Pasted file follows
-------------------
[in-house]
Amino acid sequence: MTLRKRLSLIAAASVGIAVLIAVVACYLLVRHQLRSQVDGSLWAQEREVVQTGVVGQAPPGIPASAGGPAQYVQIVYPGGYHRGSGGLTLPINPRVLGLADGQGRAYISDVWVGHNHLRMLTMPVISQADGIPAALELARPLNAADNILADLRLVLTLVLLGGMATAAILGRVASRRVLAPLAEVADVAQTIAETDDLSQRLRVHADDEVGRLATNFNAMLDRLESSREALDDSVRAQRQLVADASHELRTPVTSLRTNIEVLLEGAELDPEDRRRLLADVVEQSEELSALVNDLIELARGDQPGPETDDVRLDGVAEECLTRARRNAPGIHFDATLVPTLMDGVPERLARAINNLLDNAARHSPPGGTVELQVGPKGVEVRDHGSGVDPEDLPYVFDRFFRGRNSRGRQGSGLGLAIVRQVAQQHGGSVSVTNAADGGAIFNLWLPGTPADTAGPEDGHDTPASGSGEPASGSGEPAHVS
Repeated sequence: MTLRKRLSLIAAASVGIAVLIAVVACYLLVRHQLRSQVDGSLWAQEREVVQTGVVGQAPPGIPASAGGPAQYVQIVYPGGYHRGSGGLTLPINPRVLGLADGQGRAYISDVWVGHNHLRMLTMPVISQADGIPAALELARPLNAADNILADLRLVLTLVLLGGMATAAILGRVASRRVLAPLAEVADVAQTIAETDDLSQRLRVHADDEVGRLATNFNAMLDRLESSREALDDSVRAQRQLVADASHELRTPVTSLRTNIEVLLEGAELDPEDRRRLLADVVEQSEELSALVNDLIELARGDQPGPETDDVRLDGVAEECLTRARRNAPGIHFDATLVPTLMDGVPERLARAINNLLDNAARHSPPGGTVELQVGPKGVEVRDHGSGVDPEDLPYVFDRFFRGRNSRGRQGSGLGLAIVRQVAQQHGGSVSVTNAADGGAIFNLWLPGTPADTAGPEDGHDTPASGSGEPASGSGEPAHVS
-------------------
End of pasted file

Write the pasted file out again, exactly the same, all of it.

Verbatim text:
[in-house]
Amino acid sequence: MTLRKRLSLIAAASVGIAVLIAVVACYLLVRHQLRSQVDGSLWAQEREVVQTGVVGQAPPGIPASAGGPAQYVQIVYPGGYHRGSGGLTLPINPRVLGLADGQGRAYISDVWVGHNHLRMLTMPVISQADGIPAALELARPLNAADNILADLRLVLTLVLLGGMATAAILGRVASRRVLAPLAEVADVAQTIAETDDLSQRLRVHADDEVGRLATNFNAMLDRLESSREALDDSVRAQRQLVADASHELRTPVTSLRTNIEVLLEGAELDPEDRRRLLADVVEQSEELSALVNDLIELARGDQPGPETDDVRLDGVAEECLTRARRNAPGIHFDATLVPTLMDGVPERLARAINNLLDNAARHSPPGGTVELQVGPKGVEVRDHGSGVDPEDLPYVFDRFFRGRNSRGRQGSGLGLAIVRQVAQQHGGSVSVTNAADGGAIFNLWLPGTPADTAGPEDGHDTPASGSGEPASGSGEPAHVS
Repeated sequence: MTLRKRLSLIAAASVGIAVLIAVVACYLLVRHQLRSQVDGSLWAQEREVVQTGVVGQAPPGIPASAGGPAQYVQIVYPGGYHRGSGGLTLPINPRVLGLADGQGRAYISDVWVGHNHLRMLTMPVISQADGIPAALELARPLNAADNILADLRLVLTLVLLGGMATAAILGRVASRRVLAPLAEVADVAQTIAETDDLSQRLRVHADDEVGRLATNFNAMLDRLESSREALDDSVRAQRQLVADASHELRTPVTSLRTNIEVLLEGAELDPEDRRRLLADVVEQSEELSALVNDLIELARGDQPGPETDDVRLDGVAEECLTRARRNAPGIHFDATLVPTLMDGVPERLARAINNLLDNAARHSPPGGTVELQVGPKGVEVRDHGSGVDPEDLPYVFDRFFRGRNSRGRQGSGLGLAIVRQVAQQHGGSVSVTNAADGGAIFNLWLPGTPADTAGPEDGHDTPASGSGEPASGSGEPAHVS